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Sardinian or Sard (sardu  [ˈsaɾdu] / limba sarda  [ˈlimba ˈzaɾda] or lìngua sarda  [ˈliŋɡu.a ˈzaɾda]) is a Romance language spoken by the Sardinians on the Western Mediterranean island of Sardinia.

Many Romance linguists consider it the language that, together with Italian, is closest to Latin among all the genealogical descendants of Latin.[1][2] However, it has also incorporated elements of a Pre-Latin (mostly Paleo-Sardinian and, to a much lesser degree, Punic) substratum,[3] as well as a Byzantine Greek, Catalan, Spanish and Italian superstratum. These elements of the language originate in the political history of the island of Sardinia: before the Middle Ages, it was for a time a Byzantine possession; then, after a significant period of self-rule with the judicates (Sardinian Medieval Kingdoms) , it came during the late Middle Ages into the Iberian sphere of influence; and finally, from the 18th century onward, under the Italian one.

In 1997, Sardinian, along with other languages spoken on the island, was recognized by regional law as an official language of Sardinia,[4] and in 1999, Sardinian and eleven other minoranze linguistiche storiche ("historical linguistic minorities") were similarly recognized by national law (specifically, Law No. 482/1999).[5] Among these, Sardinian is notable as having the largest number of speakers.[6][7][8][9]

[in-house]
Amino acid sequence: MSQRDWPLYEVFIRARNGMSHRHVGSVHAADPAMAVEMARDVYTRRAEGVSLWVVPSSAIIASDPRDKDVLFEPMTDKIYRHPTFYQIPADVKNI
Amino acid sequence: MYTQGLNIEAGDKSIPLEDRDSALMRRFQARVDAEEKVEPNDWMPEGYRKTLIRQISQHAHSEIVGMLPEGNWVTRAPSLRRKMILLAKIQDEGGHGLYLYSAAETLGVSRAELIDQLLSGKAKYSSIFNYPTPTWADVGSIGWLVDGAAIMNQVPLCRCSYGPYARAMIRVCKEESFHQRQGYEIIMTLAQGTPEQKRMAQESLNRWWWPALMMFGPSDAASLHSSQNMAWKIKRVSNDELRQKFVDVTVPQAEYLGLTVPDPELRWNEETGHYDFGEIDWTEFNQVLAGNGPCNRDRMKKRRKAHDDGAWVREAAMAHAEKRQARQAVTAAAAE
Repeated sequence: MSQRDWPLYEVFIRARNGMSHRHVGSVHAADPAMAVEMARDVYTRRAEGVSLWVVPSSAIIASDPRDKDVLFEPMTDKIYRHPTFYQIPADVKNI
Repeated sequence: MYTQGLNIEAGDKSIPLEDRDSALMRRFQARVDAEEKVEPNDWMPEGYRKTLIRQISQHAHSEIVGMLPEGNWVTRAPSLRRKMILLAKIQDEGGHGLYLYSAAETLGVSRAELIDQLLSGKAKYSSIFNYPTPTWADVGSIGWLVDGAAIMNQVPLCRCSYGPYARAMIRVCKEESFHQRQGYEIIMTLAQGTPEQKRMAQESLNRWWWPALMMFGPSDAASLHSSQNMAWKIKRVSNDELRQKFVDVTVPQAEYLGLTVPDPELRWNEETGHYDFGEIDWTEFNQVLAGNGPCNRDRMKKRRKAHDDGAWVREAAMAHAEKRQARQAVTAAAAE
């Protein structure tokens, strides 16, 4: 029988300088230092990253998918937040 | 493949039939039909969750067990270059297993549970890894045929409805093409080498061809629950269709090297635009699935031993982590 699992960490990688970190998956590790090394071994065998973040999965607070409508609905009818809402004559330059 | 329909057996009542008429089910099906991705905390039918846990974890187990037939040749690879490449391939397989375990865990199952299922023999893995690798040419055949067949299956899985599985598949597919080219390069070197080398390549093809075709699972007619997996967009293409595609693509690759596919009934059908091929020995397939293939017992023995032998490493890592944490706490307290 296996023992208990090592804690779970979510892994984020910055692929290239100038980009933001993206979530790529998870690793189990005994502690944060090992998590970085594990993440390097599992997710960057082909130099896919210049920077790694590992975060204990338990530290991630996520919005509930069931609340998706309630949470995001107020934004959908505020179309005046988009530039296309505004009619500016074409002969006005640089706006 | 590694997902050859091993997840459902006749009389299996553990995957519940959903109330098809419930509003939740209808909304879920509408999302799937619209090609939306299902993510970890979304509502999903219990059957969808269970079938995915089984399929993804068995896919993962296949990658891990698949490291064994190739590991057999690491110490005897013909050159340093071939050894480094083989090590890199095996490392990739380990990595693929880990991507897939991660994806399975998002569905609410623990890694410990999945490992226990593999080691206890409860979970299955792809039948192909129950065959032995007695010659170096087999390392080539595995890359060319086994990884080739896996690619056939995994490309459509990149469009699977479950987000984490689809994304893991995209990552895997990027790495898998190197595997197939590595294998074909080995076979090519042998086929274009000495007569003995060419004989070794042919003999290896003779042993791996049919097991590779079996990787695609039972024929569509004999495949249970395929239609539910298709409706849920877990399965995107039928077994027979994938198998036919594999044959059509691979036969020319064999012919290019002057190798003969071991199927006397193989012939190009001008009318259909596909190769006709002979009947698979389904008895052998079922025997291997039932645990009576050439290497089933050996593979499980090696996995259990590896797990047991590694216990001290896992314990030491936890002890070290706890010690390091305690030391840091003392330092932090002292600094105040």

However, the number of native speakers has been declining, threatening the vitality of the Sardinian-speaking community.[10] While it was estimated in 2007 that 68.4 percent of the inhabitants of Sardinia had a good oral command of Sardinian,[11] most of them were past retirement age. Only 13 percent of children were reported to have this level of competence in the language,[12][13] with Sardinian being kept as a heritage language.[14][15] UNESCO has classified the language as "definitely endangered".[16]

Similarly to languages such as Norwegian, with its many spoken dialects, Sardinian doesn’t have any officially sanctioned spoken standard, and Sardinian speakers usually use their own dialects. For this reason, spoken and written Sardinian can sometimes look different to an external eye.

Since the 18th century, not because of real linguistic reasons but for political ones,[2][3][4][5][6][7][8] the Sardinian language has been presented by many as having two standardized orthographies, conventionally named "Logudorese" and "Campidanese". However, some attempts have been made to introduce a single orthographic form for administrative purposes over the recent decades; said form would not refer to morphology and syntax, which is already fairly homogeneous,[9], but would rather concern itself primarily with spelling.

Until 2006 there was not a single orthographic standard available that was representative of all the dialects of Sardinian and was recognized by Sardinian institutions, neither for writing it nor to speak it (the latter does not exist even today). After years of work and many proposals (more information about that can be found here) the LSC (Limba Sarda Comuna, Sardinian Common Language) was created by the Sardinian Autonomous Regional Government, that started using it for its own documents. Since then, it was increasingly used in literature (with books both written and translated from other languages using it), news sources, TV, on the internet and so on, becoming by far the most commonly used orthographic norm for this language, and the only one with so much material available in it. The only automatic translator from Catalan and Italian to Sardinian (Apertium) uses it, and most of the software available in Sardinian, and learning material for it, does it as well.